Nebraska recently became the seventh state to act this year to approve a fuel tax increase.
The Legislature voted 30-16 to override Gov. Gov. Pete Ricketts’ veto of a bill to increase the state’s fuel tax rate by 6 cents per gallon over four years. A minimum of 30 votes were required for a successful override – four more votes than the bill received on its way to the governor’s desk.
The tax increase is estimated to raise $63.5 million per year by 2019.
Ricketts wrote in a veto message that he has heard from Nebraskans that they want tax relief, not tax increases. Instead, he suggested improvements can be made in operations at the state’s Department of Roads.
“Other states have achieved success by using public-private partnerships, working to improve operations, lowering administrative overhead costs that cut into construction funds, and increasing flexibility within the agency’s regulatory framework,” Ricketts wrote.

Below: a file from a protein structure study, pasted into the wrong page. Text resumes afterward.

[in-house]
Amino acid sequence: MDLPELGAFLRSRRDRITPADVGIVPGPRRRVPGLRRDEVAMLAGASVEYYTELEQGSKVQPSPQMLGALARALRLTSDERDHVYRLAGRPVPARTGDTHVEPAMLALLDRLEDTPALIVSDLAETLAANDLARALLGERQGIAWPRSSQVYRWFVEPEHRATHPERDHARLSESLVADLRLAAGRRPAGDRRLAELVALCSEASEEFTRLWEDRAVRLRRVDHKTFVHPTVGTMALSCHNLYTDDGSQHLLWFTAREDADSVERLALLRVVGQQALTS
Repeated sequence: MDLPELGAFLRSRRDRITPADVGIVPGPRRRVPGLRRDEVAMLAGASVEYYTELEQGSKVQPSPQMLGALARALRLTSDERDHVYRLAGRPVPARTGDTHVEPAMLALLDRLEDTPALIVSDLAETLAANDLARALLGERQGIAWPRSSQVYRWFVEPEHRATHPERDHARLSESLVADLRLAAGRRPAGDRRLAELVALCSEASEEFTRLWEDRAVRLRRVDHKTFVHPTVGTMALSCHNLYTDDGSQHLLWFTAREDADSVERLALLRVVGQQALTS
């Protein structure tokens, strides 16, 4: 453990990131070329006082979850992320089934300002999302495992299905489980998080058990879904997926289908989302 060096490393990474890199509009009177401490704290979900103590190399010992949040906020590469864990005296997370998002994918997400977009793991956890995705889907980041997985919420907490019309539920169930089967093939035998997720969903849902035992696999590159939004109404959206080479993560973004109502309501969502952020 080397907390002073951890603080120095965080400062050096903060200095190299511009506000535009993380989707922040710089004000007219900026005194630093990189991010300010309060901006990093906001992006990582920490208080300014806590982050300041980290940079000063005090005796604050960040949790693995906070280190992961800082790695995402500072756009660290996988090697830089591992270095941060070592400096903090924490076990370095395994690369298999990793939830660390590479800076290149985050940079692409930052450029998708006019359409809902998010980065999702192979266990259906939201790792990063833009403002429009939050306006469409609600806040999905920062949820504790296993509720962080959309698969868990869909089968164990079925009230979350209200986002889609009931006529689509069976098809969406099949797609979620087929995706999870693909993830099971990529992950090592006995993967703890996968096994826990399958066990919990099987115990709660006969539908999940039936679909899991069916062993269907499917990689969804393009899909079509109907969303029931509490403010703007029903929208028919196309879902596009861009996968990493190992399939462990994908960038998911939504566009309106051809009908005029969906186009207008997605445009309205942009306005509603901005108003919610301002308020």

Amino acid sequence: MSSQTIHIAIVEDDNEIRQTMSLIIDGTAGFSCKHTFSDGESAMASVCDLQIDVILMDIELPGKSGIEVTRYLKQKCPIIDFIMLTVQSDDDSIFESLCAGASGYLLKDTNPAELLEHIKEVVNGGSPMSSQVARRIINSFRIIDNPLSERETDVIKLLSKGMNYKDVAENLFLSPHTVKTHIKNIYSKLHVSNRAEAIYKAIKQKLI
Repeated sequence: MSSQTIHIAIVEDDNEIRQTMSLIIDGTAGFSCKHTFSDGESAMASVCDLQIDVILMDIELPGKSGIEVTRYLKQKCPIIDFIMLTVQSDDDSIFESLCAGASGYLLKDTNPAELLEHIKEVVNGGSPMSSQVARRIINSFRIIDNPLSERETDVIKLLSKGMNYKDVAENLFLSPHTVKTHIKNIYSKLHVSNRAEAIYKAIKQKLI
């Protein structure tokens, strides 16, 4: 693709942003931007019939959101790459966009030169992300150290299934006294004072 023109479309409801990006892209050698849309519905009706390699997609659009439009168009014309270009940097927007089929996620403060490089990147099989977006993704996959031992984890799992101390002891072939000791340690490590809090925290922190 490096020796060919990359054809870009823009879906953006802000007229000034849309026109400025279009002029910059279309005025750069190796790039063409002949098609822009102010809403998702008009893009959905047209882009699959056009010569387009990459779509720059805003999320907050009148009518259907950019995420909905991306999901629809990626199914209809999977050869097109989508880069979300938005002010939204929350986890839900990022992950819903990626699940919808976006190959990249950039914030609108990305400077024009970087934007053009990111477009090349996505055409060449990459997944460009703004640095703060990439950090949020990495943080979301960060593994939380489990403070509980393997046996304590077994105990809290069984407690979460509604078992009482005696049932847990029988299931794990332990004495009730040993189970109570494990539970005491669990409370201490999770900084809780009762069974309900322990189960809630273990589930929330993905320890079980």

The state’s fuel tax now is 25.6 cents per gallon. The tax rate includes a fixed component set at 10.3 cents. The state Department of Roads claims 7.5 cents per gallon of the fixed rate while cities and counties get 2.8 cents.
LB610 will increase the state’s fuel tax rate to 31.6 cents per gallon by 2019.
Sen. Curt Friesen of Henderson said it was time to take action.
“In the last 22 years our gas tax has only increased by 1 cent. It’s time to catch up on our road and bridge maintenance funding needs,” Friesen wrote in a recent legislative column.
The fixed rate will increase by 1.5 cents per gallon on Jan. 1, 2016. Additional 1.5-cent increases would kick in each year through January 2019 when the fixed rate reaches 16.3 cents.
Each penny increase is estimated to raise $12.7 million annually for road and bridge work throughout the state.
One-half cent of the annual rate increases will be earmarked for the Department of Roads. The other penny increase each year will be divided between cities and counties for local projects.
Other states to approve fuel tax increases since January are Georgia, Idaho, Iowa, Kentucky, South Dakota and Utah.
To view other legislative activities of interest for Nebraska, click here.
Copyright © OOIDA